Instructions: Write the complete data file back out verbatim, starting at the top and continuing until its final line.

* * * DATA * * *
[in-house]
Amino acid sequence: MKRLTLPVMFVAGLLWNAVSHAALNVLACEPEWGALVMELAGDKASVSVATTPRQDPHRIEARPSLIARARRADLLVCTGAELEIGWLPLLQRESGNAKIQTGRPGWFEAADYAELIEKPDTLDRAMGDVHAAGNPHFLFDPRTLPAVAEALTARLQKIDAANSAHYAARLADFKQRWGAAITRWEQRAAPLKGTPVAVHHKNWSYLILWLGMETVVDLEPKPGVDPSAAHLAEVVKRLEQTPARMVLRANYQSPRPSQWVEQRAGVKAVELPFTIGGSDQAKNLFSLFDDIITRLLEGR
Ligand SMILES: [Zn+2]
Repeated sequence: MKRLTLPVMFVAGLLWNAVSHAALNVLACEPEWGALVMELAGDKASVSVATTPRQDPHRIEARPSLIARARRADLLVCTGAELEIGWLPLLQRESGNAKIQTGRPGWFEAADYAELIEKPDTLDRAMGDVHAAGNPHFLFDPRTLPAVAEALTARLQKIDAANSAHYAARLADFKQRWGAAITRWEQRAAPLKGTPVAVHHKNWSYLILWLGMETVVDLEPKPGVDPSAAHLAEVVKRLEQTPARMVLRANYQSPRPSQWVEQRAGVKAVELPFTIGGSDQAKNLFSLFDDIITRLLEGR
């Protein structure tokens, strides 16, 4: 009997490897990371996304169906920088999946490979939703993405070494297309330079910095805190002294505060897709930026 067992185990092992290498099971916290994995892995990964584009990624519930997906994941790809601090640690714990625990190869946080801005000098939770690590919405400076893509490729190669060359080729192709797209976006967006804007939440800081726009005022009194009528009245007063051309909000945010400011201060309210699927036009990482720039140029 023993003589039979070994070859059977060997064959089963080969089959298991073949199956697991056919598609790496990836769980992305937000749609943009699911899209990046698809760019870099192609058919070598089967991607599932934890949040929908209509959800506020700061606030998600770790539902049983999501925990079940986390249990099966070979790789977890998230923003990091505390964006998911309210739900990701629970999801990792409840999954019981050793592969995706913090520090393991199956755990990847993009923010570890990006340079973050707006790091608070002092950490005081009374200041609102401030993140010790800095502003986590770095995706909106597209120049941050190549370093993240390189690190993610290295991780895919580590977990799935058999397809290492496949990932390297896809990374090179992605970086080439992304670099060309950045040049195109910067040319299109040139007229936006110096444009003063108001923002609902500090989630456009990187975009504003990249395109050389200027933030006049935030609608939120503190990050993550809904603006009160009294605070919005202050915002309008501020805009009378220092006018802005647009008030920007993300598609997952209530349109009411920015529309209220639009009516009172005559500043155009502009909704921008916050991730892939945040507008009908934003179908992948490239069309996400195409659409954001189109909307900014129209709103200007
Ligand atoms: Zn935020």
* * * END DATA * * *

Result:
[in-house]
Amino acid sequence: MKRLTLPVMFVAGLLWNAVSHAALNVLACEPEWGALVMELAGDKASVSVATTPRQDPHRIEARPSLIARARRADLLVCTGAELEIGWLPLLQRESGNAKIQTGRPGWFEAADYAELIEKPDTLDRAMGDVHAAGNPHFLFDPRTLPAVAEALTARLQKIDAANSAHYAARLADFKQRWGAAITRWEQRAAPLKGTPVAVHHKNWSYLILWLGMETVVDLEPKPGVDPSAAHLAEVVKRLEQTPARMVLRANYQSPRPSQWVEQRAGVKAVELPFTIGGSDQAKNLFSLFDDIITRLLEGR
Ligand SMILES: [Zn+2]
Repeated sequence: MKRLTLPVMFVAGLLWNAVSHAALNVLACEPEWGALVMELAGDKASVSVATTPRQDPHRIEARPSLIARARRADLLVCTGAELEIGWLPLLQRESGNAKIQTGRPGWFEAADYAELIEKPDTLDRAMGDVHAAGNPHFLFDPRTLPAVAEALTARLQKIDAANSAHYAARLADFKQRWGAAITRWEQRAAPLKGTPVAVHHKNWSYLILWLGMETVVDLEPKPGVDPSAAHLAEVVKRLEQTPARMVLRANYQSPRPSQWVEQRAGVKAVELPFTIGGSDQAKNLFSLFDDIITRLLEGR
């Protein structure tokens, strides 16, 4: 009997490897990371996304169906920088999946490979939703993405070494297309330079910095805190002294505060897709930026 067992185990092992290498099971916290994995892995990964584009990624519930997906994941790809601090640690714990625990190869946080801005000098939770690590919405400076893509490729190669060359080729192709797209976006967006804007939440800081726009005022009194009528009245007063051309909000945010400011201060309210699927036009990482720039140029 023993003589039979070994070859059977060997064959089963080969089959298991073949199956697991056919598609790496990836769980992305937000749609943009699911899209990046698809760019870099192609058919070598089967991607599932934890949040929908209509959800506020700061606030998600770790539902049983999501925990079940986390249990099966070979790789977890998230923003990091505390964006998911309210739900990701629970999801990792409840999954019981050793592969995706913090520090393991199956755990990847993009923010570890990006340079973050707006790091608070002092950490005081009374200041609102401030993140010790800095502003986590770095995706909106597209120049941050190549370093993240390189690190993610290295991780895919580590977990799935058999397809290492496949990932390297896809990374090179992605970086080439992304670099060309950045040049195109910067040319299109040139007229936006110096444009003063108001923002609902500090989630456009990187975009504003990249395109050389200027933030006049935030609608939120503190990050993550809904603006009160009294605070919005202050915002309008501020805009009378220092006018802005647009008030920007993300598609997952209530349109009411920015529309209220639009009516009172005559500043155009502009909704921008916050991730892939945040507008009908934003179908992948490239069309996400195409659409954001189109909307900014129209709103200007
Ligand atoms: Zn935020």